Issues & Ale


The Issues & Ale live events give the station an opportunity to support local businesses and venues while gaining face-time with listeners and potential listeners alike away from our offices or news events. The series has allowed us to build greater awareness of our programming and station across our coverage area.  

These events offer greater insight into what our listeners care about and the aspects of these topics that are most important, concerning, or confusing to them, which can help guide programming efforts. 

From a shortage of child care resources in the state to concerns about PFAS contamination, topics span a variety of current issues important to Michiganders. Our attendees are able to voice their concerns and ask questions in an intimate, relaxed environment. Additionally, these events give our digital community a chance to hear about how these issues impact people just like them.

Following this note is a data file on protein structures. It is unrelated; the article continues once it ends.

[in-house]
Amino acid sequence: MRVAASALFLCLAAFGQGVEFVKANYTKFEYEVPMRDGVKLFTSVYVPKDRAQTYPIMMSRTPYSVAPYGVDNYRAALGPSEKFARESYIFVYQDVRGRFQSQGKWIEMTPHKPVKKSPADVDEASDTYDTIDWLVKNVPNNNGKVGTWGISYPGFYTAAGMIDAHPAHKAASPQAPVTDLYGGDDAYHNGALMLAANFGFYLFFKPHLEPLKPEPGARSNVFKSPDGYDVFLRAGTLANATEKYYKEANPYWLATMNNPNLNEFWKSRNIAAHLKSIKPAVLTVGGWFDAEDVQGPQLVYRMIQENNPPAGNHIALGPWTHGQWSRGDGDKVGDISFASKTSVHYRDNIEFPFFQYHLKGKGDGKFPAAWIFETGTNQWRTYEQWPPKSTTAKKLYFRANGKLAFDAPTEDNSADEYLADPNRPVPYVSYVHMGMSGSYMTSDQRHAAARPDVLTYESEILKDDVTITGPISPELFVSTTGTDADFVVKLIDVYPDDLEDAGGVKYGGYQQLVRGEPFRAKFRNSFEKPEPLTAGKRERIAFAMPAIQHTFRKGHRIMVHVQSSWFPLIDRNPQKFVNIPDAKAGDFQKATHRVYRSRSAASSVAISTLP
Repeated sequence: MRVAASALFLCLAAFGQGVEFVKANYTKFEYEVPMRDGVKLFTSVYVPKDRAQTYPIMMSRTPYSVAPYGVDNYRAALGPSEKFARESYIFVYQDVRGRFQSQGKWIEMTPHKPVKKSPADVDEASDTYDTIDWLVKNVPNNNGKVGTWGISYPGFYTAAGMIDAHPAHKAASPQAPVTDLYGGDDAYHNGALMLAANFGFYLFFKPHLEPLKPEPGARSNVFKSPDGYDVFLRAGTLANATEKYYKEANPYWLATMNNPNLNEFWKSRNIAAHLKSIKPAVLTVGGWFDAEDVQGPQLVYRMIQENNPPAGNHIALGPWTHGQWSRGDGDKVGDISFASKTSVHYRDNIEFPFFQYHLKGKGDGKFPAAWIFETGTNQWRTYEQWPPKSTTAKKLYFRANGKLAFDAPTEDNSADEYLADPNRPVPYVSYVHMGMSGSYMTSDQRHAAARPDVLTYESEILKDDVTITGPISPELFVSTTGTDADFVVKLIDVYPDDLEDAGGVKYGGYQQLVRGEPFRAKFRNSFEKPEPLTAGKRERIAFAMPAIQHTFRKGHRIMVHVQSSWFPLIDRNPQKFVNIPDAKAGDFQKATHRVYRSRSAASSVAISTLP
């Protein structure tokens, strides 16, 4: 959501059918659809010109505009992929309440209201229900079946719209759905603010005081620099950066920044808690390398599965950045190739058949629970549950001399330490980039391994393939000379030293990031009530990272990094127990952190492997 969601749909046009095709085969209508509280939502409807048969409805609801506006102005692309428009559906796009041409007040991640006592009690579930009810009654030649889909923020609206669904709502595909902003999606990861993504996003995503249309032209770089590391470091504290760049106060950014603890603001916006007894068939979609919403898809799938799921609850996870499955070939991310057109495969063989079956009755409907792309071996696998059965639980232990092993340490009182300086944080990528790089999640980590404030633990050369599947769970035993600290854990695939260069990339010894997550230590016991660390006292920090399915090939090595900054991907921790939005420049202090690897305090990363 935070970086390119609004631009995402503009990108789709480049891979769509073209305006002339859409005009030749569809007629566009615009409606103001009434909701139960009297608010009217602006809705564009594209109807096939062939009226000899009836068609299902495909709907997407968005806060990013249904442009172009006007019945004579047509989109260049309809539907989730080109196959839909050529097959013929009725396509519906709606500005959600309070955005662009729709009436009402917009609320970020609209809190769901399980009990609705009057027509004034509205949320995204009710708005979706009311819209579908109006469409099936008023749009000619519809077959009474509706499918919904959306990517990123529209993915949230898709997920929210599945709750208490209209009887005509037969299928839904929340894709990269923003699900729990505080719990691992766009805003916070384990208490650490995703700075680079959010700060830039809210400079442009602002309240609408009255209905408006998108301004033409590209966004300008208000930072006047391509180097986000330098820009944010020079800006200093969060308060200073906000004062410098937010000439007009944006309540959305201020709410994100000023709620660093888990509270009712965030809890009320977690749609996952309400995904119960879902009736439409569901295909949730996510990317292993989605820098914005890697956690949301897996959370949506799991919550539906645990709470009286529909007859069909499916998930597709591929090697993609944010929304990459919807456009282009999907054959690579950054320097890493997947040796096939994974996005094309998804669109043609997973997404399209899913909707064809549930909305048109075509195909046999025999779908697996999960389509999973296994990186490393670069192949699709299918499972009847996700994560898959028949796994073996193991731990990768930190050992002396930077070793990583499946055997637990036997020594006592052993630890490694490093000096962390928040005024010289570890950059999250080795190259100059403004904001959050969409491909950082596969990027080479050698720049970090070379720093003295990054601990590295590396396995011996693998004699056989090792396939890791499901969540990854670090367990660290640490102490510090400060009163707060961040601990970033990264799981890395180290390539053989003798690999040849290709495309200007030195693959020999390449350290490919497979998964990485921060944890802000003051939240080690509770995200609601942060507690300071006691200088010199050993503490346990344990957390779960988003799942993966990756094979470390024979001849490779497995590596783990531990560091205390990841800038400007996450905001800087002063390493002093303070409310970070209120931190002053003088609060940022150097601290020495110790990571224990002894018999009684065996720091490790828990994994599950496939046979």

Community-building discussions are not simply limited to politics and problems, however. Issues & Ale provides a venue for ongoing civic learning of all kinds. Events can include visits from other organizations. For example, one guest from the BBC News Hour in London focused on international news topics and world news reporting.

The series has proven to be a great way to bring people together in civil discourse on important issues that affect us all. These events are free and open to the public. 

While we’ve benefited in many ways from this initiative, there have been some important lessons learned throughout the planning and execution of the series. What has stood out is the need to ensure buy-in from the editorial team on the topics we’re discussing, because ultimately these are and should be a reflection of our programming.

Often, there are challenges in coming up with engaging topics that the editorial team will get behind, and doing so in a timely way that allows for live event preparation. It’s helped our organizational communications at Michigan Radio because it forces dialogue with the programming and other departments.

Devoting more time to research and network more broadly to find panel experts would be an improvement to be able to recruit more diverse speakers who can be representative and as close to each community and issue as possible.